Nehemiah is to be commended because approaching a Persian monarch was a risky business. According to Persian thought the happiest place to be was in the king’s presence8, so to ask for a leave of absence was a risky business. It is interesting that he waited four months before making his request (Neh. 1:1; 2:1). This may be because the king was absent from Shushan where Nehemiah resided or it could be he was waiting for the right moment9. On one occasion while serving the king, Artaxerxes asked why Nehemiah looked sad (Neh. 2:2); this was his opportunity and also a dangerous moment. Nehemiah made a quick prayer for help before he replied (Neh. 2:4). Persians kings were known to have great respect for tombs and disapproved of their desecration10; it was on this note that Nehemiah wisely addressed his request. Nehemiah explained that the city where his fathers were buried was in ruins (Neh. 2:3). The king graciously agreed to let Nehemiah go, and at his request granted him a letter to the keeper of the king’s forest for the needed timber, and letters of safe conduct to reach Jerusalem (Neh. 2:7-8). Miraculously Nehemiah’s requests had been granted in the providence of God, and he would soon be on his way to Jerusalem.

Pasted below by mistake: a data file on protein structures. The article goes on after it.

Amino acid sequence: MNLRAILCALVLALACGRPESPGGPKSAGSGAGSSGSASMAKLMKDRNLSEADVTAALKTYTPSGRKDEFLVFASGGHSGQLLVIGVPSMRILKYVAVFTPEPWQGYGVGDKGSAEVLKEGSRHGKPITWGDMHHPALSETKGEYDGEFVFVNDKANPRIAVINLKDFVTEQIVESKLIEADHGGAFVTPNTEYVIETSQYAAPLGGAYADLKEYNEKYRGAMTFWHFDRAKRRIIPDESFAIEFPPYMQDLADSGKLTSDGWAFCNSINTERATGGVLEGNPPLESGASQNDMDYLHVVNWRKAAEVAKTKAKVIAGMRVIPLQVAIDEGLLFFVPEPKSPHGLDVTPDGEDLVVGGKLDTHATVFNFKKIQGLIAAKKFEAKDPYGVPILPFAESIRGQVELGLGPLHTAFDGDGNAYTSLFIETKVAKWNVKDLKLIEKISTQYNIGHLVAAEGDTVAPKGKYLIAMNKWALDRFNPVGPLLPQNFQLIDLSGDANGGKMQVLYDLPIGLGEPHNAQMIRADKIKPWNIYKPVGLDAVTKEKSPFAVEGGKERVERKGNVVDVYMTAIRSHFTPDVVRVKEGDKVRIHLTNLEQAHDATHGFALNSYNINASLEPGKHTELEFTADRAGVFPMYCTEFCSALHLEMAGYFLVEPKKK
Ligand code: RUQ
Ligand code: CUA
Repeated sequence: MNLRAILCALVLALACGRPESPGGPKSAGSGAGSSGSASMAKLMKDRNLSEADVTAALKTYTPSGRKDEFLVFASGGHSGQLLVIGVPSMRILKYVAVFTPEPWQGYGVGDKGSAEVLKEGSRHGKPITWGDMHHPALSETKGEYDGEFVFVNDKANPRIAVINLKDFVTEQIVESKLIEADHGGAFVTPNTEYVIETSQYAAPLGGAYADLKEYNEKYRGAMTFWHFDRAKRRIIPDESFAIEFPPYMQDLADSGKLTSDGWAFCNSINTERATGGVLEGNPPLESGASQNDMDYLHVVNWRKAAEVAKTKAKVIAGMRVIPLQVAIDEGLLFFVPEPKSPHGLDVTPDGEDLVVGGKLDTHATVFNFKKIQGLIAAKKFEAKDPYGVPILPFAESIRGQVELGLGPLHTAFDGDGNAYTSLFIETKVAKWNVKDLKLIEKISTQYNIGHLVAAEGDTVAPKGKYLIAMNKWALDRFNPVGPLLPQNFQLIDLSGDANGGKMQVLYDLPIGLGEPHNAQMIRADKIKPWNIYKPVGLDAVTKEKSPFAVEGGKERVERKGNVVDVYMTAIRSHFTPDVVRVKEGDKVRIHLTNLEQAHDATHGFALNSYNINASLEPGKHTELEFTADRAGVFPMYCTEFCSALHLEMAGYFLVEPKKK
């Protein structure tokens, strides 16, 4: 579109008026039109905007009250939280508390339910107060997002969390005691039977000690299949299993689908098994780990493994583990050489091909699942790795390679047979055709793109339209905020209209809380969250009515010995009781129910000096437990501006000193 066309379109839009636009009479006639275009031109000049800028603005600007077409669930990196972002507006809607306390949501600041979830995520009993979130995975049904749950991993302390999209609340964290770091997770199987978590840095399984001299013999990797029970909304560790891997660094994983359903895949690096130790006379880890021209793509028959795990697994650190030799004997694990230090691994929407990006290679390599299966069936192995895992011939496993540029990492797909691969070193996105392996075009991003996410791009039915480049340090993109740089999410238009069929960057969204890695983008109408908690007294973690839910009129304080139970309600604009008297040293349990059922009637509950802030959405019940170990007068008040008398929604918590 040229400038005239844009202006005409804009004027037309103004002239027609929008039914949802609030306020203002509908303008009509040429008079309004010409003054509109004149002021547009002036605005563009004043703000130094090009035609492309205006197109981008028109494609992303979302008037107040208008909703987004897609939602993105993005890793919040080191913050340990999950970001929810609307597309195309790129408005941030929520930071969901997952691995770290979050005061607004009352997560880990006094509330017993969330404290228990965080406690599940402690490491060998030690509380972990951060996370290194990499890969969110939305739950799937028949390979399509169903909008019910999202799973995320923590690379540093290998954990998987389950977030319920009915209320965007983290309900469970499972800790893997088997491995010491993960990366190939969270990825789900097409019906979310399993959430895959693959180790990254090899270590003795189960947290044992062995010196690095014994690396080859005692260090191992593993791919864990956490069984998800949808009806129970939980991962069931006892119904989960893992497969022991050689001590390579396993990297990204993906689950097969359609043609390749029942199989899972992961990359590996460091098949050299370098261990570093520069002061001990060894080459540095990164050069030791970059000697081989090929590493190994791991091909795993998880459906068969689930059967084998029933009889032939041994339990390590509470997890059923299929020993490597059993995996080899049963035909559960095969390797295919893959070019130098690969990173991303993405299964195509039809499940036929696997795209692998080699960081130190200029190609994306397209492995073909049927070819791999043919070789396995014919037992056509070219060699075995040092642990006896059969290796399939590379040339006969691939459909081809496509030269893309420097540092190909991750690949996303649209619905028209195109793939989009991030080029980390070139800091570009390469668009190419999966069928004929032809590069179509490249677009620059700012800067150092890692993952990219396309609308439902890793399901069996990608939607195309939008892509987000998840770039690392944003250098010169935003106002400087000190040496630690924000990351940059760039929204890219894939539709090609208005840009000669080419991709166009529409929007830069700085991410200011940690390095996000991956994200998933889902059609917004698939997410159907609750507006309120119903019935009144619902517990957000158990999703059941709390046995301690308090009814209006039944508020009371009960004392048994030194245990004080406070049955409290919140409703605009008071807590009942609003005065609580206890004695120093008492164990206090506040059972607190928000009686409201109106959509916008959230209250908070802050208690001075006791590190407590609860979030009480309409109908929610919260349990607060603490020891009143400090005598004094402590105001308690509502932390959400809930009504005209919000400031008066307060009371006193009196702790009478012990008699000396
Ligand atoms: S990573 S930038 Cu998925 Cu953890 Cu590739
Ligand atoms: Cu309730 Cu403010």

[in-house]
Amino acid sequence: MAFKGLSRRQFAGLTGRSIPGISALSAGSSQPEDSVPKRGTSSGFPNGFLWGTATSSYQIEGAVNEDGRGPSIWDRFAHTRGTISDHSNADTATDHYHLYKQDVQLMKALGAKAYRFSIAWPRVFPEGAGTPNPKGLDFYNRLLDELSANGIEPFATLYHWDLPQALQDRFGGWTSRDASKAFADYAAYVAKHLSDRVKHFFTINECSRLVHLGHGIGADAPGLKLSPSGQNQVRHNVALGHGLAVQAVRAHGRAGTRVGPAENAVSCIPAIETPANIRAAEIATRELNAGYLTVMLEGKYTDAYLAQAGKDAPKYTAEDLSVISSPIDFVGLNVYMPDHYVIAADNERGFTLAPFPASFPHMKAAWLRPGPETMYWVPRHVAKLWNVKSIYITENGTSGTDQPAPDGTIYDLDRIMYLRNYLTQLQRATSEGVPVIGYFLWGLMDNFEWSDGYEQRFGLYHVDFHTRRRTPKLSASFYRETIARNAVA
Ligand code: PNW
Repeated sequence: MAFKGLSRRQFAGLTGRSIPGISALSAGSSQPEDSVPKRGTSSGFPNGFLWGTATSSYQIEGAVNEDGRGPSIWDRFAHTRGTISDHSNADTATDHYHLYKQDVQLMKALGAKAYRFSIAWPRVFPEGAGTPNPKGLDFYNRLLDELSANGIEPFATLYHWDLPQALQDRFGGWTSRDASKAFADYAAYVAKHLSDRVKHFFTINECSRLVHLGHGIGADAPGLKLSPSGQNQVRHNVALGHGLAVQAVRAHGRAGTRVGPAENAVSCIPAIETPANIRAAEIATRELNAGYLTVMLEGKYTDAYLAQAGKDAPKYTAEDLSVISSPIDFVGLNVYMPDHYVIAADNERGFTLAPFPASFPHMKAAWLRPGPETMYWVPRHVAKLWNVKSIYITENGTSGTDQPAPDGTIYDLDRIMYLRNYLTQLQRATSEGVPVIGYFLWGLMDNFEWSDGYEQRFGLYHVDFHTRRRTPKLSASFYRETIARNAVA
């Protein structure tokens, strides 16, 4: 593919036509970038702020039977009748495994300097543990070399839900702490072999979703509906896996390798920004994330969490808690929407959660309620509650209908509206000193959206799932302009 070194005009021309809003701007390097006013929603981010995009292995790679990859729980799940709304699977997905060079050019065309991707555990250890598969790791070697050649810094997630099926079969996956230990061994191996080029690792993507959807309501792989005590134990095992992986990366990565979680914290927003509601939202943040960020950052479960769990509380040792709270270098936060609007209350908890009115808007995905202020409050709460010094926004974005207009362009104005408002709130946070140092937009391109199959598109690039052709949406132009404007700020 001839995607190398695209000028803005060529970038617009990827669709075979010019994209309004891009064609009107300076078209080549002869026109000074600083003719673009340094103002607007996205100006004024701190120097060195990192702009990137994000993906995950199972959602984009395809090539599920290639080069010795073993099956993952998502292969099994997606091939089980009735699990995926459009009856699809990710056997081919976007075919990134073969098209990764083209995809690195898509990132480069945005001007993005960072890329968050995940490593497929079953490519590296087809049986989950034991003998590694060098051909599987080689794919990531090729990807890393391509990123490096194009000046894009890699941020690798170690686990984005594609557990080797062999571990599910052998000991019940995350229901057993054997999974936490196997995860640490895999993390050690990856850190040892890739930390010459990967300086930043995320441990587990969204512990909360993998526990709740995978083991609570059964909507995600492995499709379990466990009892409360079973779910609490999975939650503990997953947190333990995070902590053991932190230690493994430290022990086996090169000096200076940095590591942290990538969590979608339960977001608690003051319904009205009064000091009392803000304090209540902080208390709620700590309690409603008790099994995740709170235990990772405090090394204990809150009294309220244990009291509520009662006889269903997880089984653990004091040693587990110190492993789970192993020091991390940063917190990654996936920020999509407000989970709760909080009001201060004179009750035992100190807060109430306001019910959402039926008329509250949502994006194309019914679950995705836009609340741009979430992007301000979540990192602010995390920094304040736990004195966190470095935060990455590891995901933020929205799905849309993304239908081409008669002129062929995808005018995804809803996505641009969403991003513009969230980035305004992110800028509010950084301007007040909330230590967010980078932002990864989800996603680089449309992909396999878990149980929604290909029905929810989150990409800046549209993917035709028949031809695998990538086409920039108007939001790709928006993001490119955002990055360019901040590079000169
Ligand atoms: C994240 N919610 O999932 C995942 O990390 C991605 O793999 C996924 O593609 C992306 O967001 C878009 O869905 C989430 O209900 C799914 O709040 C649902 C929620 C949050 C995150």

Wisely Nehemiah kept the purpose of his visit a secret; he did not want to give the enemies of the Jews a chance to spoil his plans. They were disturbed that someone had come to promote the welfare of the Jews but could do nothing about it because of his letters of safe conduct and the Persian officers who came with him (Neh. 2:9-10). Nehemiah also kept secret the purpose of his visit from the Jews and secretly made a journey around Jerusalem by night to inspect the walls; he wisely concealed his plans from them so no one could think up objections before he had time to fully formulate his plans. He exited the city at night on the western side of the city, travelled south and then north along the eastern side reviewing the damage (Neh. 2:12-15). After that he retraced his steps and re-entered the city, it must have been an exiting and eerie journey. This completed, Nehemiah began to act quickly; he recounted the situation to the nobles, and the support he had received from the king (Neh. 2:17-18). He convinced them that the time had come to rebuild the walls. When the enemies of the Jews heard about it they scoffed at them, they did not expect that so small a group could achieve much (Neh. 2:19). They asked Nehemiah what he was doing, and accused him of rebelling against the Persian king. Nehemiah wisely did not even tell them that he had permission for the work. The less they knew the better; it made it harder for them to think up valid objections. They were going to be in for a big surprise at how well the work would proceed; Nehemiah answered them by saying that God would give him success and rejected their right to interfere in the work (Neh. 2:20). He did not stop to respond to the charge of rebellion, rather he met opposition by referring the matter to God.